In the U.S., the average age of a woman’s first period is 12.3 years old, which means most women have menstrual cycles a significant portion of their lives. Because of this, some of the most common questions I’m am asked are about periods and what is considered “normal.” Here is what the average woman can expect to experience.
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Is this normal? Your period in your 20s, 30s and 40s

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In the U.S., the average age of a woman's first period is 12.3 years old, which means most women have menstrual cycles a significant portion of their lives. Because of this, some of the most common questions I'm asked are about periods and what is considered "normal." Here is what the average woman can expect to experience. 

In your 20s and early- to mid-30s

Your period should have become regular and predictable by this time. The average cycle lasts 28 days when counting from the first day of one cycle to the first day of the next cycle. Eighty percent of cycles occur within 21 to 45 days. Typically, cycles will last two to seven days. 

Be sure to watch for the following:

  • heavy flow (need to change a pad or tampon pad every one to two hours) or abnormal bleeding that last more than seven days
  • cycles less than 21 days or longer than 38 days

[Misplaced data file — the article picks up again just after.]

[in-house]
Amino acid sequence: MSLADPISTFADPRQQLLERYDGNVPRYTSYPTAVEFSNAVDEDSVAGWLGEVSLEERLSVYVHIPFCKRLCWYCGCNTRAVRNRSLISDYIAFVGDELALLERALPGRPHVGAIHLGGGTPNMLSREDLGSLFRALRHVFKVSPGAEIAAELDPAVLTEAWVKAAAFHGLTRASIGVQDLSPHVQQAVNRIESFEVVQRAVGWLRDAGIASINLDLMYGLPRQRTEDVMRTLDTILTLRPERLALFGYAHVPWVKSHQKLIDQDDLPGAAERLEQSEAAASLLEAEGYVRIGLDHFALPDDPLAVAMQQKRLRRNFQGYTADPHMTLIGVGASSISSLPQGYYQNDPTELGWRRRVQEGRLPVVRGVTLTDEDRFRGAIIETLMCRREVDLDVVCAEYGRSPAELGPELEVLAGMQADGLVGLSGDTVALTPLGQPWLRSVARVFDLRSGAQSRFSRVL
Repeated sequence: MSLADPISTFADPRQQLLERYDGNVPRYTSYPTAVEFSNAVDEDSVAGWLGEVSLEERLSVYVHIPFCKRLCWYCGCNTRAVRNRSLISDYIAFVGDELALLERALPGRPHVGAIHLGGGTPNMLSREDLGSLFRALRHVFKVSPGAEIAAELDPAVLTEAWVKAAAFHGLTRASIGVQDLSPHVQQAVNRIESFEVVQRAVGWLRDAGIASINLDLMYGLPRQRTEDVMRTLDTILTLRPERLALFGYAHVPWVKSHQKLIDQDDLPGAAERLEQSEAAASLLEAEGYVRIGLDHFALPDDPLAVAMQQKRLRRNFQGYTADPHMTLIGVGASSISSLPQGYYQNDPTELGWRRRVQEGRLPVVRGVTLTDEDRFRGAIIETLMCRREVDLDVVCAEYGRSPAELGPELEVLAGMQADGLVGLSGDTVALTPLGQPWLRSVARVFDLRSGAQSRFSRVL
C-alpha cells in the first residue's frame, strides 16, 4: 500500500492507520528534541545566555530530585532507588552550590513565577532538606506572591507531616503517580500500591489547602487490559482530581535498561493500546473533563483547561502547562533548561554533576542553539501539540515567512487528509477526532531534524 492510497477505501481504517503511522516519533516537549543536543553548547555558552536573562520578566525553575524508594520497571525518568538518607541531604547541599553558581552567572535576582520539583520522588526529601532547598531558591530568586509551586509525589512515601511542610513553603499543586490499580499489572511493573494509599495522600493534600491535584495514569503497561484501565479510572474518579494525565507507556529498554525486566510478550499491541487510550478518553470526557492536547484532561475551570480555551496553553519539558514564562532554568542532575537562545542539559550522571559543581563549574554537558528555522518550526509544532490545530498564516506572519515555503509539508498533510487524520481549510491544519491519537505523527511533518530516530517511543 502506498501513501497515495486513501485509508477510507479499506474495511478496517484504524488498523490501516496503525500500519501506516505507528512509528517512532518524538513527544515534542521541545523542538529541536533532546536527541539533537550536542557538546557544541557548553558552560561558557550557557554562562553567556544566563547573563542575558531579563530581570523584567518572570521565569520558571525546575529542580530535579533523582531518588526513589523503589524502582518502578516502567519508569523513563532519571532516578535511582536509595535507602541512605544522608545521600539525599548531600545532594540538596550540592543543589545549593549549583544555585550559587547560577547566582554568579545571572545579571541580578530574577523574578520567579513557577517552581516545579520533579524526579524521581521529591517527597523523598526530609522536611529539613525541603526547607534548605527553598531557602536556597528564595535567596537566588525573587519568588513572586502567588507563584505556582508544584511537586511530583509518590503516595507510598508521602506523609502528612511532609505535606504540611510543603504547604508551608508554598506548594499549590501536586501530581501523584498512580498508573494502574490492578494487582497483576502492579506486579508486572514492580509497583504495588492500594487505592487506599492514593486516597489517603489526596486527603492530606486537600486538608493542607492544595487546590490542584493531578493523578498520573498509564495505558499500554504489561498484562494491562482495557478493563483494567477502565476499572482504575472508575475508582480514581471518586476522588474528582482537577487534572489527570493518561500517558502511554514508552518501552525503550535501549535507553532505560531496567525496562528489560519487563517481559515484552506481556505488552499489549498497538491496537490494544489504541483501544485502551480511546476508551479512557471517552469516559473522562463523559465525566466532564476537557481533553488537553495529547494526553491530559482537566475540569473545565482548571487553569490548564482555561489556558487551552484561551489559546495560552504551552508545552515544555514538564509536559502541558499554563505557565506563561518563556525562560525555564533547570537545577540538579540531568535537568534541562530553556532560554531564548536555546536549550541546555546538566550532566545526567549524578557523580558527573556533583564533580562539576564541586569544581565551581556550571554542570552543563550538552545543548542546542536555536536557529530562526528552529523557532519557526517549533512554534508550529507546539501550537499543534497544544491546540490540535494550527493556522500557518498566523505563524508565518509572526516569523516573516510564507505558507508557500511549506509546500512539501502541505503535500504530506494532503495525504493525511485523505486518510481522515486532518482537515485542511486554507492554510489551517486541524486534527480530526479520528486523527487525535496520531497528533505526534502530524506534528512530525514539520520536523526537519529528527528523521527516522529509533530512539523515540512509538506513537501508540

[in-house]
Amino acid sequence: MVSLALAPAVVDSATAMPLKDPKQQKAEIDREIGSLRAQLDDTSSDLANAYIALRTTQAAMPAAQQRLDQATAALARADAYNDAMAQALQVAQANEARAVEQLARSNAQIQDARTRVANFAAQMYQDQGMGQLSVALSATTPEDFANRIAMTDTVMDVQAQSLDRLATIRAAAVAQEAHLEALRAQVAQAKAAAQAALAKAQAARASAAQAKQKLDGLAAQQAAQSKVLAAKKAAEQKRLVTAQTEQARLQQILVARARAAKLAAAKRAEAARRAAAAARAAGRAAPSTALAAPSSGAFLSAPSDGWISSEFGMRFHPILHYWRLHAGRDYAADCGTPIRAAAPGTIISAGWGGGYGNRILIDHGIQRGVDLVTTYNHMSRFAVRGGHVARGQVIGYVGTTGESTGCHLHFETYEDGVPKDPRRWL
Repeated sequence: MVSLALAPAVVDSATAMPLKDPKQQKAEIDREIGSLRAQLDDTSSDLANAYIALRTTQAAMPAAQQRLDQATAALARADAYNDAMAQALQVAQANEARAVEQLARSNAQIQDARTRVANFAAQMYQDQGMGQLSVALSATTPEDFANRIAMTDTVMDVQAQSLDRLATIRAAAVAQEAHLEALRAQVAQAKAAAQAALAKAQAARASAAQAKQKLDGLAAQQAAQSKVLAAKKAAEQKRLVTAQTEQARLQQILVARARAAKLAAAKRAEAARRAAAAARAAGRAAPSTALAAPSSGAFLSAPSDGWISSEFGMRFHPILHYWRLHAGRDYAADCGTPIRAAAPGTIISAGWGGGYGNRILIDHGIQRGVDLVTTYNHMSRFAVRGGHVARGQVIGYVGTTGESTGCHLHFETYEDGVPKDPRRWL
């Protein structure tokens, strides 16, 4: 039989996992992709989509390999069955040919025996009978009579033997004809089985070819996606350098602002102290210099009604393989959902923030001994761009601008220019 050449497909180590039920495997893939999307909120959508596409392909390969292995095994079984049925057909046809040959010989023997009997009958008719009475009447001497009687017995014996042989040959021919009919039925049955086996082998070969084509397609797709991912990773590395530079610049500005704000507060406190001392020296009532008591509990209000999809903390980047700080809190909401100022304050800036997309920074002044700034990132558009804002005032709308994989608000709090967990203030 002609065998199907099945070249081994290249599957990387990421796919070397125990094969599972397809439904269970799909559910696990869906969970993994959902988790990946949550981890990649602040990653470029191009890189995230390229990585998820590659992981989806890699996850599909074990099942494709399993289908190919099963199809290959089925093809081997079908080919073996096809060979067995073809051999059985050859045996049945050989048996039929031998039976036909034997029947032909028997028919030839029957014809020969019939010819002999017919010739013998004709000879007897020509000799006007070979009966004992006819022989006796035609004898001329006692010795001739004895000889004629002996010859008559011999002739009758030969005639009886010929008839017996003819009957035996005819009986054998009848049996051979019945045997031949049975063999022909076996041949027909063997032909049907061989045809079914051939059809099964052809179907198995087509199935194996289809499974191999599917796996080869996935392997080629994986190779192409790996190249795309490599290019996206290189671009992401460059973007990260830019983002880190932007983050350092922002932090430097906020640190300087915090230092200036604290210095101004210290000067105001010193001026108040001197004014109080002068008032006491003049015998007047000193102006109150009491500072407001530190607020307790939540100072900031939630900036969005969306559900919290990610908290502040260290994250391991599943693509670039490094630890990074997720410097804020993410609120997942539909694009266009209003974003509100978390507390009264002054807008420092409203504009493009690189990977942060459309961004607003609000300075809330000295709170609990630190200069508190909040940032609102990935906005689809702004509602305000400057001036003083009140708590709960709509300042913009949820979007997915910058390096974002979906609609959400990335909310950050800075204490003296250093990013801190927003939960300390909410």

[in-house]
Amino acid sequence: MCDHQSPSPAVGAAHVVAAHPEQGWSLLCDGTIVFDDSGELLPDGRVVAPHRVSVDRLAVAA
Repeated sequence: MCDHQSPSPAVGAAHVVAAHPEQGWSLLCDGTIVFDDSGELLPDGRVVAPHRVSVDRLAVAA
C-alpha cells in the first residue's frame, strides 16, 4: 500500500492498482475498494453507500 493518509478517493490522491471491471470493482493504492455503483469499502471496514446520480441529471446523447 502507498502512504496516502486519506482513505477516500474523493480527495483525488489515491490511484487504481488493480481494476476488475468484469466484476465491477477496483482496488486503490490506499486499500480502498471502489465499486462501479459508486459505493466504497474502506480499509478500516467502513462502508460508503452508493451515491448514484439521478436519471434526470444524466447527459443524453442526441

• bleeding between cycles or after intercourse  
  • missed periods, as this could be an early sign of pregnancy or may be caused by polycystic ovary syndrome (PCOS), especially if missed periods are accompanied by excess hair growth, weight gain and high cholesterol.

Some abnormalities during the reproductive years might include polyps, fibroids as well as anovulation (lack of ovulation), endometriosis (growth of endometrial tissue outside the uterus) and—less common—tumors/growths. Bleeding can also be a symptom of infection such as endometritis (infection of the inner lining of the uterus) or pelvic inflammatory disease.   

Remember, not all bleeding and irregularity is a cause for concern. For example, it is very common to have irregular bleeding with some contraception methods. Stress and other issues can also cause changes to your cycle from time to time.

Also, many women in the 20s and 30s experience painful menstrual cramps. You can treat cramps with over-the-counter pain relievers or heating pads.

In your late-30s and 40s

The average age of menopause (12 months of no cycles) is 51 to 52. However, menopause can occur earlier for some women. During the 10 years before menopause, many women often experience changes to their cycles. 

Women in their late-30s and 40s tend to have shorter cycles with heavier bleeding. They may also have intermittent menopausal symptoms such as hot flashes and night sweats. During this time, you can also expect some variation in the number of days of bleeding or the amount of flow. Some cycles may be skipped and then followed by a heavy cycle. 

Watch for the same issues as above, but also pay attention to:

  • heavy bleeding that is accompanied by dry skin, hair loss and a slow metabolism, as this could signify thyroid issues
  • bleeding between cycles or after intercourse.

Remember, you know your body best. If something doesn't feel right to you, contact your provider to determine the right course of action. Seeing your provider for an annual physical is a great opportunity for you to talk about any cycle and body changes.

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Meet the expert

Cheryl Deets, MD

Cheryl Deets, is a board-certified physician specializing in obstetrics and gynecology, practicing at Allina Health Brooklyn Park and Fridley clinics. In her free time she enjoys knitting, cross-country skiing and other outdoor activities.

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